Despite this low delimitation of specific shape among populations, the PLS-CA analysis showed that correlations between diet and morphology were associated with small variations in the body depth, body and head length, and mouth orientation. The specimens with a deep body and long head length tended to consume allochthonous plants and those with smaller values of those shape dimensions tended to consume items of autochthonous origin. Mouth orientation tends to be more subterminal due to the great consumption of items that are on the bottom, even portions of the allochthonous plants can be foraged from the bottom of the streams. This may be related to a greater efficiency in feeding on items in the middle of the water columns versus from the bottom (Neves, Monteiro, 2003; Pouilly et al., 2003). Regarding mouth orientation, it tends to be more subterminal when there is a high consumption of items that are in the bottom (Loy et al., 1998; Langerhans et al., 2003), including allochthonous plants in banks of leaves on the bottom of streams. However, as already pointed, the effect of this relationship may be minimal. This pattern may arise due to the fact that feeding characteristics are labile such that they respond quickly to changes in the availability of prey items (Gerking, 1994). However, even if the species have a phenotypic plasticity that allows organisms to change their phenotype in response to shifts in the environment (Parsons et al., 2016), these physical traits still respond more slowly than behavior, such as feeding. Nevertheless, other studies that include a majority of generalist and invertivore or omnivore species found the existence of a relatively weak relationship between diet and morphology (Douglas, Matthews, 1992; Motta et al., 1995; Adite, Winemiller, 1997). In these studies, other factors may have had a major role in determining body shape and trophic guild of the species, such as their phylogenetic relationship or spatiotemporal variables. Therefore, opportunistic and generalist diets are frequently associated with a generalized pattern of body shape (Faradonbe et al., 2015) as shown by the B. ihenringii.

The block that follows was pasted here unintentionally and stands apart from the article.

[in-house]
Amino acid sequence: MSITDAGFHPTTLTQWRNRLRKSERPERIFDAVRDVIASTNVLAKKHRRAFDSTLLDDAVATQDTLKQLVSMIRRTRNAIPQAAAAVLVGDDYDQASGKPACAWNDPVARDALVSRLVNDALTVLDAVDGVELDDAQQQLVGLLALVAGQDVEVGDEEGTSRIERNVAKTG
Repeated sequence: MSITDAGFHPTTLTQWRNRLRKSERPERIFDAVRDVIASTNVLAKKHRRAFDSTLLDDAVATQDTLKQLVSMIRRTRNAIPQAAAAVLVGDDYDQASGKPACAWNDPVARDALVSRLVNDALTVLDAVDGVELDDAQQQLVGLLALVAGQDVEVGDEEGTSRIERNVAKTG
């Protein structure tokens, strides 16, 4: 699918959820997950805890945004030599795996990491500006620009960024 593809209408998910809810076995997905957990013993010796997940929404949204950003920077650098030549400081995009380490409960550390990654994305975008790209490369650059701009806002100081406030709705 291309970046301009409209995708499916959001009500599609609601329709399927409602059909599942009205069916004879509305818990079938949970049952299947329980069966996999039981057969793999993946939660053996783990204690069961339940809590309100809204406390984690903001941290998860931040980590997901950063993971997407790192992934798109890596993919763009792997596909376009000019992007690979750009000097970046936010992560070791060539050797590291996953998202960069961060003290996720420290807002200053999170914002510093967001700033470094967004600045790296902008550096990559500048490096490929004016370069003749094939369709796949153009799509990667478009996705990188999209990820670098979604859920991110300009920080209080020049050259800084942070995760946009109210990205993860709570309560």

Moreover, many populations of generalists are composed by specialized individuals who feed on certain food groups belonging to the population niche (Araújo et al., 2011). Intrapopulation variation can be caused by variation in resource use that seems to be intrinsic to the individual and has been described as individual specialization (Bolnick et al., 2003). Such variation cannot be attributed to sex, age, environmental factors or how the individual uses the environment (Bolnick et al., 2011). Individual variation can be elicited by several mechanisms such as genetic, phenotypic, environmental where the use of different resources by a single individual is constrained by functional morphology, cognitive ability or digestive ability (Svanbäck, Eklöv, 2003, 2004). The PLS-CA results showed a correlation between morphology and environmental variables, but these are likely weak patterns considering that populations largely overlapped in their body shapes. For example, in the primary body shape axis RW1 (body depth), the streams with more percentage of substrate composed by silt and small pebbles were expected to be in the positive scores. Nevertheless, in LV02 and SG01 there were low proportions of substrate composed by small pebbles and silt, but are located in the positive score area. For populations of Eretmobrycon emperador, body depth also explained the largest variation among the samples (Robert, Hirtle-Lewis, 2012). The authors suppose that variations in body depth could be more related to regional environmental pressures than to other morphology characteristics that seem to vary among the population regardless to samples site. Other studies also found that the measured local habitat characteristics did not explain much about the observed morphological variation (Lostrom et al., 2015), but are related to variation in other factors, such as interactions with environmental and ecological factors.